Feb 13–Mar 16
On these dates, enjoy reduced admission ($19 adults; $14 seniors and students) and see Fast Forward and Human Interest. Two floors are closed as we prepare for the 2017 Biennial.
I chose to look at Phil, a painting by Chuck Close made in 1969. This painting seems like an optical illusion. The artist’s intent may have been to test the power of the eye, and how close to realism a painting can reach. One goal of photorealistic painting is to create an image that can pass as a photograph.
Another special aspect of this painting is its size—108 by 84 inches—a common characteristic in Close’s photorealistic works. Its massive size allows for easier identification when viewed close up. Probably the painting also takes longer to make, which makes the result harder to see while working on it.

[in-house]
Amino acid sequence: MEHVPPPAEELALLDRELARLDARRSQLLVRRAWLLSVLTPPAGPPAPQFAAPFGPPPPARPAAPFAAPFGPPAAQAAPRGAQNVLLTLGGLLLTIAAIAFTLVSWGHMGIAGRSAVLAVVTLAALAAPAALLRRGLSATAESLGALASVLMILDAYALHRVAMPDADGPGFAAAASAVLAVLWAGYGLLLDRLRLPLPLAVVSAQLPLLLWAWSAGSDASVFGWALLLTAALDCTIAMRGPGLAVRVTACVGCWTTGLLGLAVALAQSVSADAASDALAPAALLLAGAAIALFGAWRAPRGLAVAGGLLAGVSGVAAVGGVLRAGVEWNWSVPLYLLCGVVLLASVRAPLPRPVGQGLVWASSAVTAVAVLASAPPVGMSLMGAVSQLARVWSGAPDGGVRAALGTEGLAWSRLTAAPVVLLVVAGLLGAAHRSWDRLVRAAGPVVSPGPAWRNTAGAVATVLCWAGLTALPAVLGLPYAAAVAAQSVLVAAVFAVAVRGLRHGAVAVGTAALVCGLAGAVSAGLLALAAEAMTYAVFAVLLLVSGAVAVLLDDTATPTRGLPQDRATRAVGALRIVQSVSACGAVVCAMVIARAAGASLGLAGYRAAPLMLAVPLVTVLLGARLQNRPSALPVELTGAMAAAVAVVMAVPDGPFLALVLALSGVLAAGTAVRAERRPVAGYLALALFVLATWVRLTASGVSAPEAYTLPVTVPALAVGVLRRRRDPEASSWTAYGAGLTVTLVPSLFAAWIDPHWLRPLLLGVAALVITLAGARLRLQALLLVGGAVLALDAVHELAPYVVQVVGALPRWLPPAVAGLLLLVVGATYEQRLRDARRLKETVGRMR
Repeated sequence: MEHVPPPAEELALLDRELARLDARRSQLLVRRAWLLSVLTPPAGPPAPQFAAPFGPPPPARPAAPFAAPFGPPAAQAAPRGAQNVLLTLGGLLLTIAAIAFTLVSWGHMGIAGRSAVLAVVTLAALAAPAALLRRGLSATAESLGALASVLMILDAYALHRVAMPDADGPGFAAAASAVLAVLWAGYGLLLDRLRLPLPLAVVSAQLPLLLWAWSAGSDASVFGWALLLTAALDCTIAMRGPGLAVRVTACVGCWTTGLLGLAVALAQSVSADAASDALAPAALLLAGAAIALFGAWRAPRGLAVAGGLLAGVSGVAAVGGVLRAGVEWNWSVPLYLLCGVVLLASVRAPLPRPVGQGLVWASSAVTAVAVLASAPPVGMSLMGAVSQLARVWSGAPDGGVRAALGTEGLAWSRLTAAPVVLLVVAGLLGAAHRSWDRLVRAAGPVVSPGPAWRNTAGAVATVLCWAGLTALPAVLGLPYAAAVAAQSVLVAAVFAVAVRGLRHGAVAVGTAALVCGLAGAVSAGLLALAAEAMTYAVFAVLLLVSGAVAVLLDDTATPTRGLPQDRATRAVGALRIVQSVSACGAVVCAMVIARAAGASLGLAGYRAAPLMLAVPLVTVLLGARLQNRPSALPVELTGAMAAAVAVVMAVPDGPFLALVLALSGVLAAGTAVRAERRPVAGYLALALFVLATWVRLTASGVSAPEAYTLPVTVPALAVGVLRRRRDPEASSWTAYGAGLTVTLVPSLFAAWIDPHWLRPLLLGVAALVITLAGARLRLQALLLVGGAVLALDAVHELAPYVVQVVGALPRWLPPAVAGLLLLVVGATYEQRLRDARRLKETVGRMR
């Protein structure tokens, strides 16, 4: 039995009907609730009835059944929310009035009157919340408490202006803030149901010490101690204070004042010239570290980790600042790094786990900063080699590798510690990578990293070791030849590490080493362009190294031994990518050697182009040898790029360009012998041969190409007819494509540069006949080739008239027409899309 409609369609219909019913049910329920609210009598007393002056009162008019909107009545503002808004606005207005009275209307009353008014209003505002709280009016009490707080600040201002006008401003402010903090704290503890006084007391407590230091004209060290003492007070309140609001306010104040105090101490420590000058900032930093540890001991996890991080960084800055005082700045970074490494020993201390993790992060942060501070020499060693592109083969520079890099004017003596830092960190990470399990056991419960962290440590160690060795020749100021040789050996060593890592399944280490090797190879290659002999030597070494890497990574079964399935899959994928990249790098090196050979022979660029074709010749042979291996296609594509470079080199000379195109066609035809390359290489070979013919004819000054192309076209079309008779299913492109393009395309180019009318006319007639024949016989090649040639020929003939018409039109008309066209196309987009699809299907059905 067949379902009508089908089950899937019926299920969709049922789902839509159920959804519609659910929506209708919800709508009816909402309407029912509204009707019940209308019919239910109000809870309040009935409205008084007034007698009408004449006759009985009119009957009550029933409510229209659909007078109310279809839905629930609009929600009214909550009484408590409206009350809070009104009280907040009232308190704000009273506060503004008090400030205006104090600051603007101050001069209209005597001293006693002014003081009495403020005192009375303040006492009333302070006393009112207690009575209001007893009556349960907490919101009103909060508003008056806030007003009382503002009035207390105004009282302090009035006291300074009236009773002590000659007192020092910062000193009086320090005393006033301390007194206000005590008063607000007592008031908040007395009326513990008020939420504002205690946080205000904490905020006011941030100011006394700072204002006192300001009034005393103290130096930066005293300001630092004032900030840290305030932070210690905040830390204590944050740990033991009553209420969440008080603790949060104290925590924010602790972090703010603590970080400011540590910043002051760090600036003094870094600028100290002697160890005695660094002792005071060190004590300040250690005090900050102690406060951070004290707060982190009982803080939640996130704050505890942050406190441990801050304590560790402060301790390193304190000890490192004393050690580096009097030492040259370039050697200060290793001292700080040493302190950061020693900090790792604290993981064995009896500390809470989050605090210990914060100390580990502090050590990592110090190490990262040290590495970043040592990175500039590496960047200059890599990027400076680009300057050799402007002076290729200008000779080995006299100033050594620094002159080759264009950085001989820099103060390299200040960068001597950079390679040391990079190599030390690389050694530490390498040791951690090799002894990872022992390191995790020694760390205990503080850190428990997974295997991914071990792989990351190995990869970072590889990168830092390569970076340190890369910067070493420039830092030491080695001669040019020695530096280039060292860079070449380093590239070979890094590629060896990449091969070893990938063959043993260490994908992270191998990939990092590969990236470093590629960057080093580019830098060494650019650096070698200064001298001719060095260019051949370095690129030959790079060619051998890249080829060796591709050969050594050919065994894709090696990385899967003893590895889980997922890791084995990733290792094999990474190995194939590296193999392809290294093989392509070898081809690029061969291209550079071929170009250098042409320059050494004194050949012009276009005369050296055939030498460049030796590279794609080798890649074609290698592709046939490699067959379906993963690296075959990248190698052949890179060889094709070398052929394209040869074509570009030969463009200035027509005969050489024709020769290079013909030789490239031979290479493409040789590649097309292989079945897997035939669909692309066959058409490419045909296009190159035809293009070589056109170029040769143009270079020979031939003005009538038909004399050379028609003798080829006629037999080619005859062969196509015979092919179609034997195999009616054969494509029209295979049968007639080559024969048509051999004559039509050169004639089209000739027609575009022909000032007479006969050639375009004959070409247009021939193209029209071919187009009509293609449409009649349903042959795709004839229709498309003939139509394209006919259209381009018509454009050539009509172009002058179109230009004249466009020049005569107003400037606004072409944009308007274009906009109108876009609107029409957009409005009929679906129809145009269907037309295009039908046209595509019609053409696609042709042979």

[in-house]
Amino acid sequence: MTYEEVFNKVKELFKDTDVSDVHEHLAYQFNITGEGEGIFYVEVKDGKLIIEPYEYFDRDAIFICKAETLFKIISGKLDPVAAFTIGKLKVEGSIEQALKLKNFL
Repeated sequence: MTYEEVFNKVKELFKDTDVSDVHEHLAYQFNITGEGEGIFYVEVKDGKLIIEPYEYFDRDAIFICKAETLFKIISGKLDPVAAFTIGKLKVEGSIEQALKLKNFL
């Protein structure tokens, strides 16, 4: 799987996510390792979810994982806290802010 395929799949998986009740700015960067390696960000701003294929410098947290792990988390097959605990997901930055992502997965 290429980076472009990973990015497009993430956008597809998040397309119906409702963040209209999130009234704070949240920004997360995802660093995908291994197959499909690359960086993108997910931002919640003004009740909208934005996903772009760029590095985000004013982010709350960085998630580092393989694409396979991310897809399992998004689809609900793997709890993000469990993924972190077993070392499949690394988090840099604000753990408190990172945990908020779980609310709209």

The painting is a portrait of composer Philip Glass, a friend of Close. It is just one of many paintings that the artist has made, and it is based on a passport-size photograph that Close took.
When I first saw the painting I wondered if it was just a blown up photograph—that is until I walked closer, and noticed it was actually a large-scale painting. With this in mind, it sometimes fluctuates between looking like a painting and looking like a photograph.